Your Right to Privacy: A Basic Guide to Legal Rights in an Information Society

Your Right to Privacy: A Basic Guide to Legal Rights in an Information Society

Your Right to Privacy: A Basic Guide to Legal Rights in an Information Society

Your Right to Privacy: A Basic Guide to Legal Rights in an Information Society


This carefully researched revision of an earlier edition of Your Right to Privacydocuments the major assaults on privacy that have occurred since the advent of the computer age. Now our activities are recorded and the data stored in huge computer systems operated by corporations and government agencies, but weak privacy laws give us very little control over who sees those records. They explore privacy issues in connection with electronic surveillance results; drug and AIDS testing and polygraph tests; and government and private sector use of personal data, including bank, medical, employee, credit, video store, library, and social service records. A special chapter explains how private investigators gain access to personal records.


This guide sets forth your rights under present law and offers suggestions on how they can be protected. It is one of a continuing series of handbooks published in cooperation with the American Civil Liberties Union (ACLU).

Surrounding these publications is the hope that Americans, informed of their rights, will be encouraged to exercise them. Through their exercise, rights are given life. If they are rarely used, they may be forgotten and violations may become routine.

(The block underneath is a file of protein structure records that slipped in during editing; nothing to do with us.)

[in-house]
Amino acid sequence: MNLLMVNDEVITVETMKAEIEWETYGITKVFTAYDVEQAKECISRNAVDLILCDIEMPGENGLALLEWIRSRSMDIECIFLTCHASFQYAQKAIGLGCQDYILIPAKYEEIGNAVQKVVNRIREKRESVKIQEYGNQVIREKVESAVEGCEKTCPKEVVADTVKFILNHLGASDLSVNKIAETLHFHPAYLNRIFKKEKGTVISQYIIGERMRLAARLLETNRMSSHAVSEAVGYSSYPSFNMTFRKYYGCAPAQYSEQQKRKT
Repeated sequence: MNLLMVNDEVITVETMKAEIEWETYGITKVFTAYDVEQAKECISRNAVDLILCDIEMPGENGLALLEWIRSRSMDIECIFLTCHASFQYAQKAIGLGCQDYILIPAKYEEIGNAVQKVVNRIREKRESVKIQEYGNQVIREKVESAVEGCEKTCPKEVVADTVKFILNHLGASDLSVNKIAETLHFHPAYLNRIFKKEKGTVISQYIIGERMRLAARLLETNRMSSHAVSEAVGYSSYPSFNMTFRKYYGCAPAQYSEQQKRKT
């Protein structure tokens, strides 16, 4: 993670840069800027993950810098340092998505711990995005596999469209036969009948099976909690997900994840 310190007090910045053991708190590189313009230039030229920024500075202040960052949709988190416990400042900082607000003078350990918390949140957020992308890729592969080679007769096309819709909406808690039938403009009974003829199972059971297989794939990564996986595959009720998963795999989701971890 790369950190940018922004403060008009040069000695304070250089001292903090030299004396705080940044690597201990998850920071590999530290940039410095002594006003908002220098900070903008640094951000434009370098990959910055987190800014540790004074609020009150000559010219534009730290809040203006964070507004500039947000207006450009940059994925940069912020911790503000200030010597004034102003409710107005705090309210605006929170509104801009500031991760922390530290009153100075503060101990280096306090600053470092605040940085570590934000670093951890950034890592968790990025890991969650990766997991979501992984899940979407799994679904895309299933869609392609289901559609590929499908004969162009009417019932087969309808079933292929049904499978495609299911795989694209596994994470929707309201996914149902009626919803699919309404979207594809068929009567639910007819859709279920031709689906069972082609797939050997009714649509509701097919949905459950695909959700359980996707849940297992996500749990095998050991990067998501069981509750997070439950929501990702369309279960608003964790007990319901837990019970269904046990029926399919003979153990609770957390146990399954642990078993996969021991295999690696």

This guide offers no assurances that your rights will be respected. The laws may change and, in some of the subjects covered in these pages, they change quite rapidly. An effort has been made to note those parts of the law where movement is taking place but it is not always possible to predict accurately when the law will change.

Even if the laws remain the same, their interpretations by courts and administrative officials often vary. In a federal system such as ours, there is a built-in problem since state and federal law differ, not to speak of the confusion between states. In addition, there are wide variations in the ways in which particular courts and administrative officials will interpret the same law at any given moment.

If you encounter what you consider to be a specific abuse of your rights, you should seek legal assistance. There are a number of agencies that may help you, among them ACLU affiliate offices, but bear in mind that the ACLU is a limitedpurpose organization. In many communities, there are federally funded legal service offices that provide assistance to persons who cannot afford the costs of legal representation. In general, the rights that the ACLU defends are freedom of inquiry and expression; due process of law; equal protection of the laws; and privacy. The authors in this series have discussed other rights (even though they sometimes fall outside ACLU's usual concern) in order to provide as much guidance as possible.

These books have been planned as guides for the people . . .

Search by... Author
Show... All Results Primary Sources Peer-reviewed


An unknown error has occurred. Please click the button below to reload the page. If the problem persists, please try again in a little while.